standards – watch the curls of Merida's flaming red hair bob and bounce
as she rushes through the Scottish countryside – it also functions as a
resounding reminder of the limitless possibilities of animation. Many
scenes in the movie's second half, in which a fearsome-looking bear
behaves in a decidedly un-fearsome manner, are milestones of physical
comedy and grace, and they elevate an otherwise traditional story into a
Still, Wreck-It Ralph is my winner here. Nearly as magnificent-looking as Brave
– the gorgeous, wild environments within the film are all lovingly
detailed – it sets itself apart with its screenplay, a wonderfully
inventive work of whimsy and surprise. A quest story set inside an
ingeniously designed universe, the movie makes sly thematic points even
as it unveils one breathtaking sight after another. As the imperatives
of its genre demand, Wreck-It Ralph is noisy and flashy, but it is also sharp of mind and pure of heart.
MY IDEAL BALLOT
The Secret World of Arrietty
Not the strongest year for animation, but these three pictures are various degrees of enchanting. Brave is visually spell-binding, while Wreck-It Ralph is ceaselessly funny and inventive, but The Secret World of Arrietty is pure magic, a tender, heart-wrenching tale of friendship and survival in a big, scary, all-too-real world.
My ideal winner: The Secret World of Arrietty.
BEST FOREIGN LANGUAGE FILM
A Royal Affair
No need to get fancy here. I've heard positive rumblings about No, and costume dramas such as A Royal Affair
always play well with a broad contingent of the Academy. But here's a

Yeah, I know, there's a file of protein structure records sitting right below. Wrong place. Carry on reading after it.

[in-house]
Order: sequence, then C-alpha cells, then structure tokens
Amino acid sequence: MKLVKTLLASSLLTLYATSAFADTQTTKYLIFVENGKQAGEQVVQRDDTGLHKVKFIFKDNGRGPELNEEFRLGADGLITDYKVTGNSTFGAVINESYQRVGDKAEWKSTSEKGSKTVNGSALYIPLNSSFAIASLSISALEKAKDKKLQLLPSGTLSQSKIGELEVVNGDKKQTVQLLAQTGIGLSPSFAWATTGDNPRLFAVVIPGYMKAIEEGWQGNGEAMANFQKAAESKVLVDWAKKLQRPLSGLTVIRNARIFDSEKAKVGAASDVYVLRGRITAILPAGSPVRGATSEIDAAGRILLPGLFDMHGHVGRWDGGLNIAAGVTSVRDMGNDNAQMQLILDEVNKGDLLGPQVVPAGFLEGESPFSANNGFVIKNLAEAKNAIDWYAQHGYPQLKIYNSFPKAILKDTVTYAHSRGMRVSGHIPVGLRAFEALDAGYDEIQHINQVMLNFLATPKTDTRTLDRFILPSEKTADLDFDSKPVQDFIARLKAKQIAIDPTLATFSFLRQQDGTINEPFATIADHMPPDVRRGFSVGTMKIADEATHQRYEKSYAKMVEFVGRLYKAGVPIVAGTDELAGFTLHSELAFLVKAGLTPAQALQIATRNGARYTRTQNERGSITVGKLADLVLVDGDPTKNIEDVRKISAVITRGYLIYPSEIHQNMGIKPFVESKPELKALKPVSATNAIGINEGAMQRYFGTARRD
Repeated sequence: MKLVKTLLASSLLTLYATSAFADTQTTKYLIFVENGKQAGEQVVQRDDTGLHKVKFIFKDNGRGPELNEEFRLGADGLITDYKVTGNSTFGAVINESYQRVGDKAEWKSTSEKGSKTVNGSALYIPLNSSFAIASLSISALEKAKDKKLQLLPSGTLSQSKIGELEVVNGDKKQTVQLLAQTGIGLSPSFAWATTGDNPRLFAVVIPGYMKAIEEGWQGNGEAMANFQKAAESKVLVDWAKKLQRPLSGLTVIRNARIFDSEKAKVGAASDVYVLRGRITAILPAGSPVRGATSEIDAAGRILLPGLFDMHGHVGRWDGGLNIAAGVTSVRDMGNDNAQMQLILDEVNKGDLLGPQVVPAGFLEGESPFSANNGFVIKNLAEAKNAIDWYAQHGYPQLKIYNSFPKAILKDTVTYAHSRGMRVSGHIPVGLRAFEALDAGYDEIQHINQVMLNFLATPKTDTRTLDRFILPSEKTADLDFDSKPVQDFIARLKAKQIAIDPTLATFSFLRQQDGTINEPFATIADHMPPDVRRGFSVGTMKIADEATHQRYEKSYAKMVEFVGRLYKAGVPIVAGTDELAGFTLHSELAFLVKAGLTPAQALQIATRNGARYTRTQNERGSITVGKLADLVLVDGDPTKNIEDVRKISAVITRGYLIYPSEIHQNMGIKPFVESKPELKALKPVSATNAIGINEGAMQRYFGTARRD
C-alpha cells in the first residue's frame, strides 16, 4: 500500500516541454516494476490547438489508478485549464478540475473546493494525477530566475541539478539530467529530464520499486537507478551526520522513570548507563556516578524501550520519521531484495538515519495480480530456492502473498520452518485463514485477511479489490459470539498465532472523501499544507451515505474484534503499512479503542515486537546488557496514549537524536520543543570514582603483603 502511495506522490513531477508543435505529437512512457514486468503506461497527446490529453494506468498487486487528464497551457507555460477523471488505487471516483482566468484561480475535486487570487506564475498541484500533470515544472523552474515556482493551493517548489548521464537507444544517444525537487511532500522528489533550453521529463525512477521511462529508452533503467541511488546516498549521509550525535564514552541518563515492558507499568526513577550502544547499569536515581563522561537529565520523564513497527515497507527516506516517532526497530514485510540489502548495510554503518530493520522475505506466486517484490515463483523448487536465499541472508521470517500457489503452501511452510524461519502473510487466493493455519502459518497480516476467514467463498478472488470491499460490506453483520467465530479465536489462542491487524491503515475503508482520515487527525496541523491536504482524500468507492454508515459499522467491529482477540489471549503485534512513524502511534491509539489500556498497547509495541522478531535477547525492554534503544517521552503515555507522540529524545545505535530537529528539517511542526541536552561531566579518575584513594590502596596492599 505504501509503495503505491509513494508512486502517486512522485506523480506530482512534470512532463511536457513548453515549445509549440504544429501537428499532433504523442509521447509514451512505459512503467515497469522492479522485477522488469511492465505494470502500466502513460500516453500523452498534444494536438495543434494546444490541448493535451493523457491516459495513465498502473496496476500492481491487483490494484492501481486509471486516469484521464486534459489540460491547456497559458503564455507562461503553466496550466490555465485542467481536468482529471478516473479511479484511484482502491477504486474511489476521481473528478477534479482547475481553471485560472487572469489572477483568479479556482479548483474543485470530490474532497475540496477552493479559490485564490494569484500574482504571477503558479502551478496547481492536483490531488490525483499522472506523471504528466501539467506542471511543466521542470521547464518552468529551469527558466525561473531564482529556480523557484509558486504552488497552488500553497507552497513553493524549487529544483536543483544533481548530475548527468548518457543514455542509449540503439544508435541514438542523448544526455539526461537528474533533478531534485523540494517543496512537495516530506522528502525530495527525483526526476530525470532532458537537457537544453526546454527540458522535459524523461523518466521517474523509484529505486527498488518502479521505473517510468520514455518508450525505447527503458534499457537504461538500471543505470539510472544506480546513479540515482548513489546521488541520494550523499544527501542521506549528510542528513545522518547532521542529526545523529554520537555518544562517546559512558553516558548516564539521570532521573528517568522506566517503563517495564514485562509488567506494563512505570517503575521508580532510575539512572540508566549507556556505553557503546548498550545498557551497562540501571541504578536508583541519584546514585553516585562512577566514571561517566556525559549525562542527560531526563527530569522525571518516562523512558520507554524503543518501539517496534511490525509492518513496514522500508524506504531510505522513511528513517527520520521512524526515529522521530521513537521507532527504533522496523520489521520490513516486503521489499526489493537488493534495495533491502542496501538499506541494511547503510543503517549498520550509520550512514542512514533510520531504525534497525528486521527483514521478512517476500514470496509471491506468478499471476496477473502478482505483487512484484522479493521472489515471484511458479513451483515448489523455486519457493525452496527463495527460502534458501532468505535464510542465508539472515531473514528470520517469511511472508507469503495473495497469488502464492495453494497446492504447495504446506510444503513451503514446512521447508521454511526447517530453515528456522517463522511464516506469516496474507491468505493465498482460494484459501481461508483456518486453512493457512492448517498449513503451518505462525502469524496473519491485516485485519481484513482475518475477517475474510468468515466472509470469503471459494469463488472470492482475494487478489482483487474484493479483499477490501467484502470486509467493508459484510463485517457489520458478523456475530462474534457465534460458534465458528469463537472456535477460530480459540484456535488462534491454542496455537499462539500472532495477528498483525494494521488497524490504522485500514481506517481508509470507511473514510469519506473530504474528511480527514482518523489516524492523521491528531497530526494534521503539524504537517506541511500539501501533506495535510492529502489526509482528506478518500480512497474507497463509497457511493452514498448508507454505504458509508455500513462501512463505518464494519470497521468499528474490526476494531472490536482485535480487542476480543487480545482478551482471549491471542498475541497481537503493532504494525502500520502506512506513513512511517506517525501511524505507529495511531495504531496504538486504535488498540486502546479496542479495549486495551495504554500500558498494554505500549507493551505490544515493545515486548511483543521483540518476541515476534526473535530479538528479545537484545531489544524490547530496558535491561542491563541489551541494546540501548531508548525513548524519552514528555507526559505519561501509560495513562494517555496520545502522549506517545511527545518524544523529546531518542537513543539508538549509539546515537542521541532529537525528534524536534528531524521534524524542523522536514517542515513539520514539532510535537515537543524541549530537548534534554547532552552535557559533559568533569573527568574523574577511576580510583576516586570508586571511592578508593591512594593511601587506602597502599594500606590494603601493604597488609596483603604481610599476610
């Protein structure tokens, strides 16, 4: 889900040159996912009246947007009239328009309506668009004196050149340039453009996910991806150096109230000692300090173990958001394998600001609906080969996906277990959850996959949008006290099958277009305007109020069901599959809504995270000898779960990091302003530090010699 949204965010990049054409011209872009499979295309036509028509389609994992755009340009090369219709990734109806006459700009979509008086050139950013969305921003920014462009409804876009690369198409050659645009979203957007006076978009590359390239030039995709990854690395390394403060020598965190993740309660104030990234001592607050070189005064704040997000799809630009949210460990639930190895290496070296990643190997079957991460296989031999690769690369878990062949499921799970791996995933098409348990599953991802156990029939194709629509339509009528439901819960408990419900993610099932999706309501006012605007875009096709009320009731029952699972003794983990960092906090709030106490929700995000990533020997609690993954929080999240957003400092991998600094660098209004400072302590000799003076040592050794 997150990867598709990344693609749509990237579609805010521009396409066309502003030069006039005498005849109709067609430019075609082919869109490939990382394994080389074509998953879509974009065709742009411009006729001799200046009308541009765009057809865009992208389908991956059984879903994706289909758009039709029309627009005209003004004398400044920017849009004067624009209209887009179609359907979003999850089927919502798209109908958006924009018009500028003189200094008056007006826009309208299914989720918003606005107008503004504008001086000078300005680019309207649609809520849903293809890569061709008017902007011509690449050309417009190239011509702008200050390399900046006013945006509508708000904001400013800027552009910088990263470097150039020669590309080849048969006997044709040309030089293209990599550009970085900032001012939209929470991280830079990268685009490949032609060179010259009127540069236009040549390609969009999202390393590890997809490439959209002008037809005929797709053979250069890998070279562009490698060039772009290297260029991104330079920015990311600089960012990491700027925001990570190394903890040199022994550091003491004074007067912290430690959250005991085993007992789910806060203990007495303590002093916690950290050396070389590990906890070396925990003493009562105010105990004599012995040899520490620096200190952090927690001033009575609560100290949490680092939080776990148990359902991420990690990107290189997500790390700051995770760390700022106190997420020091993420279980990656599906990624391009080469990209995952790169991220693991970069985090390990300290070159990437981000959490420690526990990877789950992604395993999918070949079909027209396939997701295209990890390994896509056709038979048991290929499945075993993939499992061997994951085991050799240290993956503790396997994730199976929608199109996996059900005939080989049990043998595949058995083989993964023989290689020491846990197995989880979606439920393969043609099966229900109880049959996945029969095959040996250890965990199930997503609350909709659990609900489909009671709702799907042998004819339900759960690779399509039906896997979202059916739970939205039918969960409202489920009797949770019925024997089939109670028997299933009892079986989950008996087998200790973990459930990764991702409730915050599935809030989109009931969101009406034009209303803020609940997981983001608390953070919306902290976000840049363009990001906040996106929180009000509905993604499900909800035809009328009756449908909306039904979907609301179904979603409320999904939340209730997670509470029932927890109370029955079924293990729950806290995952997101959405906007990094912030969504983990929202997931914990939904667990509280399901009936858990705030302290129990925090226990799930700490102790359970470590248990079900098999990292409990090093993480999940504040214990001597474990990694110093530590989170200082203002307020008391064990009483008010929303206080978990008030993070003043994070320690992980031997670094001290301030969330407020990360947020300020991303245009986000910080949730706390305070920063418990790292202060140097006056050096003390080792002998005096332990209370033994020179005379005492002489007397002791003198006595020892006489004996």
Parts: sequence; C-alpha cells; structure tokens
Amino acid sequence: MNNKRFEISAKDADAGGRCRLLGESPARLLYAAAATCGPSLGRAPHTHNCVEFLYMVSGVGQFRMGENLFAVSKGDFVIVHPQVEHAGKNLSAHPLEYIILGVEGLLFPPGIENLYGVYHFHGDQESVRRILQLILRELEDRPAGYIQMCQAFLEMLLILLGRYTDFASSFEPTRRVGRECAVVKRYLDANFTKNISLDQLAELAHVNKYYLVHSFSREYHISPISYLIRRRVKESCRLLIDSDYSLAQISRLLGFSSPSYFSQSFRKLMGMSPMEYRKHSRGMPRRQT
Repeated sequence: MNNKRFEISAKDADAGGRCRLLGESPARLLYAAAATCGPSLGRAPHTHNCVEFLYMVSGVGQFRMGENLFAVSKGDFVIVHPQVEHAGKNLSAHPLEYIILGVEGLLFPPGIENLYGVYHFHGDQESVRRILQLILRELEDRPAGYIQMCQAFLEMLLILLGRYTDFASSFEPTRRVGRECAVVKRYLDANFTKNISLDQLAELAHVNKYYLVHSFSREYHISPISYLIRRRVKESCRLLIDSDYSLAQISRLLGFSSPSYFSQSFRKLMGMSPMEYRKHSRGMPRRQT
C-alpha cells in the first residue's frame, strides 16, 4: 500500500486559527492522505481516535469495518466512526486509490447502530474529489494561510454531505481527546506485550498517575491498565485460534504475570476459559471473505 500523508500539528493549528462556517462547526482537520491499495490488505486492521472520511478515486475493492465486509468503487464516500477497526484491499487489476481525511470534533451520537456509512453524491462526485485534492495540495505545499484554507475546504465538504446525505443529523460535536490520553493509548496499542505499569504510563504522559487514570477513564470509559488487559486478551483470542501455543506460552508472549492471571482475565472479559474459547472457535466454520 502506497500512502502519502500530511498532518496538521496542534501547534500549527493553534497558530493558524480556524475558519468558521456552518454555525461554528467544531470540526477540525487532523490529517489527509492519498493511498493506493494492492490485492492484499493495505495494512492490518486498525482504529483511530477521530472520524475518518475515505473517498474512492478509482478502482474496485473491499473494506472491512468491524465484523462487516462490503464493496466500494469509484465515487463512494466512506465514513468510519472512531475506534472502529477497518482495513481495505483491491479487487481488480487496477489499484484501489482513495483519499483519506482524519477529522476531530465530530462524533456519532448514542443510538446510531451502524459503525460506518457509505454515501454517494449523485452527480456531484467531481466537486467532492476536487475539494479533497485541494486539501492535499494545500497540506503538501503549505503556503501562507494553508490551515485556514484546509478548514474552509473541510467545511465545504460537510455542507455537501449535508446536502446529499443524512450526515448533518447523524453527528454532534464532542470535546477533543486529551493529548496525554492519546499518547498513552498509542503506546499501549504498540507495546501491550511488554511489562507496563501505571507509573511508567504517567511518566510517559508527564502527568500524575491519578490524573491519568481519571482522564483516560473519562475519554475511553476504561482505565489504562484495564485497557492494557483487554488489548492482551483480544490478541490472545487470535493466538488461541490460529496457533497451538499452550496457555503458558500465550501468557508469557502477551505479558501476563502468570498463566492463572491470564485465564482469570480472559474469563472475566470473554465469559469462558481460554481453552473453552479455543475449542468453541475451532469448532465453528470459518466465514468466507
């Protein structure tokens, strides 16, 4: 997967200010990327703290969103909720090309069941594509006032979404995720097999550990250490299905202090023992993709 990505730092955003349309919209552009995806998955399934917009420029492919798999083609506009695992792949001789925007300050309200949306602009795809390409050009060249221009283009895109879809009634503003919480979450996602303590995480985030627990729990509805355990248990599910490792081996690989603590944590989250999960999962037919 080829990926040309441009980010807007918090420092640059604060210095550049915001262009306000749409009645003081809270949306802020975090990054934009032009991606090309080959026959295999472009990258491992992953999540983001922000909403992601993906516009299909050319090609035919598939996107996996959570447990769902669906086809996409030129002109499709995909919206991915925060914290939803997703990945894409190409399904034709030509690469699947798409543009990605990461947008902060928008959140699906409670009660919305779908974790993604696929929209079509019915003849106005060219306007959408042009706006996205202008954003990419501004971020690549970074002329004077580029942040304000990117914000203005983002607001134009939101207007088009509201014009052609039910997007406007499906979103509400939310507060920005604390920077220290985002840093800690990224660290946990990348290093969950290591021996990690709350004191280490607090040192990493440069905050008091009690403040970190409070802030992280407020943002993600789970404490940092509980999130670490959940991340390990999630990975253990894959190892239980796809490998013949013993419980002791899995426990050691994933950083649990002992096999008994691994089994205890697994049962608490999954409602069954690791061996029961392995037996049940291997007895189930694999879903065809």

simple stat: No movie ever nominated for Best Picture has lost in this
category. Picking against Amour is just foolish.
MY IDEAL BALLOT
The Kid with a Bike
Rust and Bone
I can't complete my "Should Win" field, as I've only seen one of the
Academy's nominees due to lack of theatrical distribution, but that
doesn't mean 2012 didn't offer a number of stellar subtitled pictures. Amour
is a worthy Oscar winner, and its shattering tale of resilient love and
protracted death is made all the more painful through Michael Haneke's
restrained, fiercely unsentimental approach. Headhunters is a crackerjack thriller that never stops entertaining. The Kid with a Bike, being a Dardenne Brothers film, considers human frailty and compassion with an unadorned style as quiet as it is powerful. Miss Bala uses similarly deliberate and technically accomplished means in order to achieve far more explosive and kinetic ends. Rust and Bone flatly refuses to pander to its audience in crafting a deeply moving story of loss and redemption.
My ideal winner: Headhunters.
Also deserving: Declaration of War (for its
unflinchingly honest look at scared-shitless parents); Farewell, My
Queen (for its ravishing beauty); The Flowers of War (for fearlessly
finding dignity within depravity); Goodbye First Love (for examining
love and heartbreak with clarity rather than sentimentality); In
Darkness (for telling a compelling story, no matter how clichéd);
Michael (for examining human ugliness with clinical detachment);
Sleepless Night (for earning its title by never releasing its foot from
the gas pedal).
BEST DOCUMENTARY FEATURE
5 Broken Cameras
How to Survive a Plague
The Invisible War
Searching for Sugar Man
O.K., here's where I declare myself a gigantic hypocrite, especially in
light of my holier-than-thou introduction to this post. I don't watch
documentaries. It's the one class of movies that I'm simply incapable of
enjoying. It has nothing to do with their content; it's that, if there
isn't an element of artifice involved, I can't engage. Now, let me be
clear: This failing is entirely mine. I do not dispute that the
documentary is a perfectly valid form of filmmaking and that many
documentaries are objectively good. I just can't watch them. Sorry.
Anyway, because I haven't seen any of the nominees, predicting the
winner here is a bit tricky. That said, the buzz on Searching for Sugar Man has been strong, and it just won at the BAFTAs, so I see no point in going against the grain.